HomeGroupsTalkZeitgeist
Hide this

Results from Google Books

Click on a thumbnail to go to Google Books.

All Quiet on the Western Front by Erich…
Loading...

All Quiet on the Western Front (original 1929; edition 1987)

by Erich Maria Remarque

MembersReviewsPopularityAverage ratingConversations / Mentions
11,509259234 (4.08)1 / 843
Member:vancouverdeb
Title:All Quiet on the Western Front
Authors:Erich Maria Remarque
Info:Ballantine Books (1987), Edition: 1, Mass Market Paperback, 304 pages
Collections:Your library, 1001 books to read before you die
Rating:*****
Tags:WW1, antiwar, historical fiction, German Literature, classic

Work details

All Quiet on the Western Front by Erich Maria Remarque (1929)

  1. 70
    The Road Back by Erich Maria Remarque (DeDeNoel)
    DeDeNoel: Also by Remarque, The Road Back is often considered a sequel to All Quiet. It has some of the same characters and alludes to others.
  2. 60
    Storm of Steel by Ernst Jünger (Anonymous user)
    Anonymous user: Taken together, Jünger's memoir and Remarque's novel present a pair of radically different views of the German experience in World War I.
  3. 72
    Goodbye to All That by Robert Graves (Nickelini, chrisharpe)
  4. 30
    Lay Down Your Arms! by Bertha von Suttner (MarthaJeanne)
    MarthaJeanne: Two anti-war novels written in German. Suttner wrote before WWI about how war affects the families, Remarque after the war about how it affected the soldiers.
  5. 41
    Birdsong by Sebastian Faulks (Simone2)
  6. 31
    Johnny Got His Gun by Dalton Trumbo (usnmm2)
  7. 32
    The Things They Carried by Tim O'Brien (chrisharpe)
  8. 00
    1948: A Soldier's Tale - The Bloody Road to Jerusalem by Uri Avnery (Polaris-)
  9. 00
    Three Comrades by Erich Maria Remarque (Anonymous user)
  10. 11
    Fall of Giants by Ken Follett (mcenroeucsb)
  11. 11
    The Unknown Soldier by Väinö Linna (andejons)
  12. 00
    Beaufort by Ron Leshem (SqueakyChu)
    SqueakyChu: Both books look at the personal toll of war.
  13. 01
    Zero Hour by Georg Grabenhorst (lmichet)
  14. 01
    The Yellow Birds by Kevin Powers (aliklein)
  15. 01
    Adjusting Sights by Haim Sabato (SqueakyChu)
    SqueakyChu: Both books look at war without mentioning the politics that go along with it.
  16. 01
    Johnny the Partisan by Beppe Fenoglio (UrliMancati)
  17. 01
    A Long, Long Way by Sebastian Barry (starfishian)
  18. 01
    Border Crossings - An Aid Worker's Journey into Bosnia by Aubrey Verboven (Aubrey_Verboven)
  19. 01
    Heeresbericht by Edlef Köppen (Dekki)
  20. 01
    Going After Cacciato by Tim O'Brien (SqueakyChu)
    SqueakyChu: Both books take a personal look at war.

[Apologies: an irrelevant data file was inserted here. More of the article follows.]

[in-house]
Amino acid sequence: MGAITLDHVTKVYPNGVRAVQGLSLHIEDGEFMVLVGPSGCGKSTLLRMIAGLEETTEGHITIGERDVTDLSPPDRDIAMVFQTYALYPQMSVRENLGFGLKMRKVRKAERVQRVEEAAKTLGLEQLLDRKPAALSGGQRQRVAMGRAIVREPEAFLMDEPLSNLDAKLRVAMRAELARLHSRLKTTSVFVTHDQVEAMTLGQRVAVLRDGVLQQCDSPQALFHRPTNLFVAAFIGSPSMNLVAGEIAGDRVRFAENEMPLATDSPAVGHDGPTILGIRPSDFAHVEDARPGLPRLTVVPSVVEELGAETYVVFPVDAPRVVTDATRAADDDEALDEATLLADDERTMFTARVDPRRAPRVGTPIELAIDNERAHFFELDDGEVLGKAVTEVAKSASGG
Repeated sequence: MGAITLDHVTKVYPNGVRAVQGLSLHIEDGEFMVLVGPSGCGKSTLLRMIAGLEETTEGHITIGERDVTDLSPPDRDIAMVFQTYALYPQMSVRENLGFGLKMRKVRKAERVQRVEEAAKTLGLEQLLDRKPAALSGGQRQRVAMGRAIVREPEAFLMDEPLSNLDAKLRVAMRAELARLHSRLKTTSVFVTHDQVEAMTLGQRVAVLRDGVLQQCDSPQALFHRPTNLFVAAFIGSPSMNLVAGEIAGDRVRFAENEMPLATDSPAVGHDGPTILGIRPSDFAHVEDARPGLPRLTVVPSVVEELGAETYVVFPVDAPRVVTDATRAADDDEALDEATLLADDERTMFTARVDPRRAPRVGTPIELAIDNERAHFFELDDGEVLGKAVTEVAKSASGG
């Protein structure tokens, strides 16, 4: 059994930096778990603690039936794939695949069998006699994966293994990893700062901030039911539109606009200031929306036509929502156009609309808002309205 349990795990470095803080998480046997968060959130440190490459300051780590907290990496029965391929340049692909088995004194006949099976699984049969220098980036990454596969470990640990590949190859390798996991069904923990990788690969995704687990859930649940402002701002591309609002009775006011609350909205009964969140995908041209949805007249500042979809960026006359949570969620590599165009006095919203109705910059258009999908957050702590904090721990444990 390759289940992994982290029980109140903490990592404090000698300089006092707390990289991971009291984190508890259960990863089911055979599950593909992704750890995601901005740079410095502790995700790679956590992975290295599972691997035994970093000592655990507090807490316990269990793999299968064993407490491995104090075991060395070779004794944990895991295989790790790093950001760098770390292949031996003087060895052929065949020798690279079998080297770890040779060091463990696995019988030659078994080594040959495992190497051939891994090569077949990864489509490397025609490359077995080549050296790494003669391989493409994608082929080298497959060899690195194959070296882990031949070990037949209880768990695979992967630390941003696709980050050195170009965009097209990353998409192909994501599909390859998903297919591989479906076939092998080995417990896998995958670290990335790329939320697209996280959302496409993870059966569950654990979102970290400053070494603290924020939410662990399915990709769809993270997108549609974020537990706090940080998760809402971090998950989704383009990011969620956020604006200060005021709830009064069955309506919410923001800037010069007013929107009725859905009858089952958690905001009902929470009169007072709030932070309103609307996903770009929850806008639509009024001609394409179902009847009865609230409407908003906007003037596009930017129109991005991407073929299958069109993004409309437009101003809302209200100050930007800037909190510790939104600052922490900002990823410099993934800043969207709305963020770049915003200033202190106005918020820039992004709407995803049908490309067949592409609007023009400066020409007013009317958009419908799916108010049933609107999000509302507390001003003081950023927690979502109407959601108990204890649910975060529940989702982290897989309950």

(see all 23 recommendations)

Loading...

Sign up for LibraryThing to find out whether you'll like this book.

English (233)  French (5)  German (5)  Dutch (3)  Yiddish (3)  Finnish (2)  Spanish (2)  Swedish (2)  Portuguese (1)  Hebrew (1)  Czech (1)  Norwegian (1)  All languages (259)
Showing 1-5 of 233 (next | show all)
All Quiet on the Western Front by Erich Maria Remarque - Excellent

It's not often a book moves me to tears, but this one did.

The futility of war, the wasted lives, the wasted youth - this book depicts them in a simple yet moving way.

Written from the perspective of a young German soldier who enlisted with his fellow pupils, the way the war changes his life, and will permanently change the lives of all involved, is depicted, whether they be old or young, men or women, German, French, English, Russian...... The details are things we've all heard before - or think we have, but to hear them from someone who was there, who can detail what it is like to hide in a shell crater for 24 hours until there is darkness and quiet to return to the trench, what it is like to watch the rats grow fat on corpses yet still steal your food, to know what it is like to watch boys you were at school with die by your side.

Incredibly moving. Should be compulsory reading for anyone thinking of sending men to war!


Listed in the 1001 books you must read before you die http://www.listology.com/list/1001-

books-you-must-read-you-die

Listed in The Guardian's 1000 best novels

http://www.guardian.co.uk/books/2009/jan/23/bestbooks-fiction
( )
  Cassandra2020 | Jan 24, 2016 |
I just can't get in to war stories. It is almost as bad as a retelling of a fairy tale. ( )
  Jen.ODriscoll.Lemon | Jan 23, 2016 |
I just can't get in to war stories. It is almost as bad as a retelling of a fairy tale. ( )
  Jen.ODriscoll.Lemon | Jan 23, 2016 |